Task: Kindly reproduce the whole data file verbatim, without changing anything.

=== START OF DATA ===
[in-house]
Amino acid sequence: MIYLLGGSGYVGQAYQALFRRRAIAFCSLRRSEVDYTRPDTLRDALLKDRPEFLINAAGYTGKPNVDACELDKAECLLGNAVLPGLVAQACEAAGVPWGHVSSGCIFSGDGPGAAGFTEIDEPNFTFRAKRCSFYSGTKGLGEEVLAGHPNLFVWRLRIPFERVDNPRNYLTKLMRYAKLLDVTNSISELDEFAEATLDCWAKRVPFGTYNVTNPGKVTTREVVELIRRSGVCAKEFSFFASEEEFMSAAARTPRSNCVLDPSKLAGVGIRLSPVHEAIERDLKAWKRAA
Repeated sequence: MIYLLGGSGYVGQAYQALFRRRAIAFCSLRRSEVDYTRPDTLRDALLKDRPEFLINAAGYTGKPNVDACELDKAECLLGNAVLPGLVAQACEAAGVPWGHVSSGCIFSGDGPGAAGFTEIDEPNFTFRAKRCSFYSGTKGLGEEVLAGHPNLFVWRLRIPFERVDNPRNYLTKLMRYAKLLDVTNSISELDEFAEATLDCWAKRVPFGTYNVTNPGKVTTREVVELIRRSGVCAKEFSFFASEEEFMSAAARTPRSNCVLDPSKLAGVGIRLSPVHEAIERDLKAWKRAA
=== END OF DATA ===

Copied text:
[in-house]
Amino acid sequence: MIYLLGGSGYVGQAYQALFRRRAIAFCSLRRSEVDYTRPDTLRDALLKDRPEFLINAAGYTGKPNVDACELDKAECLLGNAVLPGLVAQACEAAGVPWGHVSSGCIFSGDGPGAAGFTEIDEPNFTFRAKRCSFYSGTKGLGEEVLAGHPNLFVWRLRIPFERVDNPRNYLTKLMRYAKLLDVTNSISELDEFAEATLDCWAKRVPFGTYNVTNPGKVTTREVVELIRRSGVCAKEFSFFASEEEFMSAAARTPRSNCVLDPSKLAGVGIRLSPVHEAIERDLKAWKRAA
Repeated sequence: MIYLLGGSGYVGQAYQALFRRRAIAFCSLRRSEVDYTRPDTLRDALLKDRPEFLINAAGYTGKPNVDACELDKAECLLGNAVLPGLVAQACEAAGVPWGHVSSGCIFSGDGPGAAGFTEIDEPNFTFRAKRCSFYSGTKGLGEEVLAGHPNLFVWRLRIPFERVDNPRNYLTKLMRYAKLLDVTNSISELDEFAEATLDCWAKRVPFGTYNVTNPGKVTTREVVELIRRSGVCAKEFSFFASEEEFMSAAARTPRSNCVLDPSKLAGVGIRLSPVHEAIERDLKAWKRAA